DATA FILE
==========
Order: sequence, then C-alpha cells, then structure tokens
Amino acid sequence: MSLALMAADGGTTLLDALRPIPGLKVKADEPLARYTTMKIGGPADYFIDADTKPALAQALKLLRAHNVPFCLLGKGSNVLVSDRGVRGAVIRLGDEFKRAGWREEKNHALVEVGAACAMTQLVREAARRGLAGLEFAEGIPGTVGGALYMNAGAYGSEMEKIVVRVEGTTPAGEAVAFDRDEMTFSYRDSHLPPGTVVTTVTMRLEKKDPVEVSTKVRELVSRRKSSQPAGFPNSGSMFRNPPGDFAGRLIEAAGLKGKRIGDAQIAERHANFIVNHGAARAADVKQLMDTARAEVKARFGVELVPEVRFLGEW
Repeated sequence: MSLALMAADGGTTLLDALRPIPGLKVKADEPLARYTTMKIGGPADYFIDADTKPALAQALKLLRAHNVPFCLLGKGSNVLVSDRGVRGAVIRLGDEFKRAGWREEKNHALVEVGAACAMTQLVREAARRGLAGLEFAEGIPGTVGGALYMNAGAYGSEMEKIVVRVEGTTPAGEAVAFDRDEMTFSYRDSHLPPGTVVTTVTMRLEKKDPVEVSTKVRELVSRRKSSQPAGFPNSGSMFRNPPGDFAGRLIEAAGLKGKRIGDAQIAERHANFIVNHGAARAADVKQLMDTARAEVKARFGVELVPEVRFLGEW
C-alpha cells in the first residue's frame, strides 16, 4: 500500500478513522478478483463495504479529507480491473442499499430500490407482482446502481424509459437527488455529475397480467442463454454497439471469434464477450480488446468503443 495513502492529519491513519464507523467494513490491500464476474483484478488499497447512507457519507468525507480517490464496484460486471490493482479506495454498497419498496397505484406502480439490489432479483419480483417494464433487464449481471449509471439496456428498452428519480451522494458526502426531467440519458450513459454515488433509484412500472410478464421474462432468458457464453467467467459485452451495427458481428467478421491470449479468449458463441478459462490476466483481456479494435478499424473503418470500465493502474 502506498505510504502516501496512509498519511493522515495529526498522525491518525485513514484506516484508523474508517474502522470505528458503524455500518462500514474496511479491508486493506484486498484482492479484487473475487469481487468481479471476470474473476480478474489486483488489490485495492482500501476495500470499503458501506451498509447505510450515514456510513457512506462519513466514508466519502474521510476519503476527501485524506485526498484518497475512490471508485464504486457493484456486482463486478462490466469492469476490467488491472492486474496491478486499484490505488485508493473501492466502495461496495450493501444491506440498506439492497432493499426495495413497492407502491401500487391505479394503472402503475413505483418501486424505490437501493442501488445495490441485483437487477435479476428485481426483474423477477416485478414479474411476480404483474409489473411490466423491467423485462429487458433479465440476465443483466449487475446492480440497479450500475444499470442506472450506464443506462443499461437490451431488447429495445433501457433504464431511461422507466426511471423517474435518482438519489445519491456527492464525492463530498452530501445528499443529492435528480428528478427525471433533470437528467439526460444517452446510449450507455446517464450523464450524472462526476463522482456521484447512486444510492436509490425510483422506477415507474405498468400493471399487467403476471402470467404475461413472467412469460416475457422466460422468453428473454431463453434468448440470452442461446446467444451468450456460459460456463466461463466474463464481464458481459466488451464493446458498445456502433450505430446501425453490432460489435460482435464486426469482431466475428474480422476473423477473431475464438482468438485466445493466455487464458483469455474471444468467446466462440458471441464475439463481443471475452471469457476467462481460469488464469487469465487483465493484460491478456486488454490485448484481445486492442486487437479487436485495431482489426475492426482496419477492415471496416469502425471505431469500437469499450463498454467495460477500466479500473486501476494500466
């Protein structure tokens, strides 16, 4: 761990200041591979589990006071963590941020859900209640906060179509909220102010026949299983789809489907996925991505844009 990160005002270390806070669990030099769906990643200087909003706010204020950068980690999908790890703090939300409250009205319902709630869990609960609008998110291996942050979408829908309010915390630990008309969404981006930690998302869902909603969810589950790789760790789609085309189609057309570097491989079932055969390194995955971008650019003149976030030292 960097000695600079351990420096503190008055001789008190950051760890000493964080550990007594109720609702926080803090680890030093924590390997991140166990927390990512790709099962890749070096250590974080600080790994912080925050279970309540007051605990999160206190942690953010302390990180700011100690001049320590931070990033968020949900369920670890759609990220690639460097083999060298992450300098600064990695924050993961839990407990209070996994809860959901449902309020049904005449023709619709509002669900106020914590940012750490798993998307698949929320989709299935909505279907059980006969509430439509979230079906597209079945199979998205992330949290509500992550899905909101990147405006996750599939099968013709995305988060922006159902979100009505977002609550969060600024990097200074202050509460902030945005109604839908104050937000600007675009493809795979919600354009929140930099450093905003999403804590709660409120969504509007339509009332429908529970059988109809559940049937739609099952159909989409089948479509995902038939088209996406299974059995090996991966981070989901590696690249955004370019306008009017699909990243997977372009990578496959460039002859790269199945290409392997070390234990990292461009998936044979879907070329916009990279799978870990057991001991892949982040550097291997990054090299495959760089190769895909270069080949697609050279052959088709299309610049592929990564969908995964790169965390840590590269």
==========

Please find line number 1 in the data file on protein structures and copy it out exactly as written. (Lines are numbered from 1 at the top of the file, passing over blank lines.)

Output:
Order: sequence, then C-alpha cells, then structure tokens